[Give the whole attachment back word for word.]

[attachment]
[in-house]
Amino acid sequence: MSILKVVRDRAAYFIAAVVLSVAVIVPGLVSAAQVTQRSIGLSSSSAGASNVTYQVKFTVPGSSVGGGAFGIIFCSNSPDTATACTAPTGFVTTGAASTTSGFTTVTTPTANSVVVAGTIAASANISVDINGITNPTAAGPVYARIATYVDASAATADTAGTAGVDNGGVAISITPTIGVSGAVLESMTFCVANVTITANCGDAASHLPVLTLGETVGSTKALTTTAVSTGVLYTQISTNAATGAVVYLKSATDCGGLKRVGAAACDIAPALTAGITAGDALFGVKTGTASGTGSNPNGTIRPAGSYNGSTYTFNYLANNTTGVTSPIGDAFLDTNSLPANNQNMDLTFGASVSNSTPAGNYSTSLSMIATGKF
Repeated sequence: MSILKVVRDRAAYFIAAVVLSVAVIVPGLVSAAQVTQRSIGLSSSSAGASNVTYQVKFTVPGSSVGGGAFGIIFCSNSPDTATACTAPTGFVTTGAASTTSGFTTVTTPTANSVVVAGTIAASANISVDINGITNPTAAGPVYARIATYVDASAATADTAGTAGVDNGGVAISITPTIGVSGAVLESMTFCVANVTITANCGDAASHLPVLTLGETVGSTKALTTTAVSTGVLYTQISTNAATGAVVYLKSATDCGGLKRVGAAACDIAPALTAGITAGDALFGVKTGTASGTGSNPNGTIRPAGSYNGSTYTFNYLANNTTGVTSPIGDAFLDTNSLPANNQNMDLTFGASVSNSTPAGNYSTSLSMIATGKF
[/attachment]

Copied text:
[in-house]
Amino acid sequence: MSILKVVRDRAAYFIAAVVLSVAVIVPGLVSAAQVTQRSIGLSSSSAGASNVTYQVKFTVPGSSVGGGAFGIIFCSNSPDTATACTAPTGFVTTGAASTTSGFTTVTTPTANSVVVAGTIAASANISVDINGITNPTAAGPVYARIATYVDASAATADTAGTAGVDNGGVAISITPTIGVSGAVLESMTFCVANVTITANCGDAASHLPVLTLGETVGSTKALTTTAVSTGVLYTQISTNAATGAVVYLKSATDCGGLKRVGAAACDIAPALTAGITAGDALFGVKTGTASGTGSNPNGTIRPAGSYNGSTYTFNYLANNTTGVTSPIGDAFLDTNSLPANNQNMDLTFGASVSNSTPAGNYSTSLSMIATGKF
Repeated sequence: MSILKVVRDRAAYFIAAVVLSVAVIVPGLVSAAQVTQRSIGLSSSSAGASNVTYQVKFTVPGSSVGGGAFGIIFCSNSPDTATACTAPTGFVTTGAASTTSGFTTVTTPTANSVVVAGTIAASANISVDINGITNPTAAGPVYARIATYVDASAATADTAGTAGVDNGGVAISITPTIGVSGAVLESMTFCVANVTITANCGDAASHLPVLTLGETVGSTKALTTTAVSTGVLYTQISTNAATGAVVYLKSATDCGGLKRVGAAACDIAPALTAGITAGDALFGVKTGTASGTGSNPNGTIRPAGSYNGSTYTFNYLANNTTGVTSPIGDAFLDTNSLPANNQNMDLTFGASVSNSTPAGNYSTSLSMIATGKF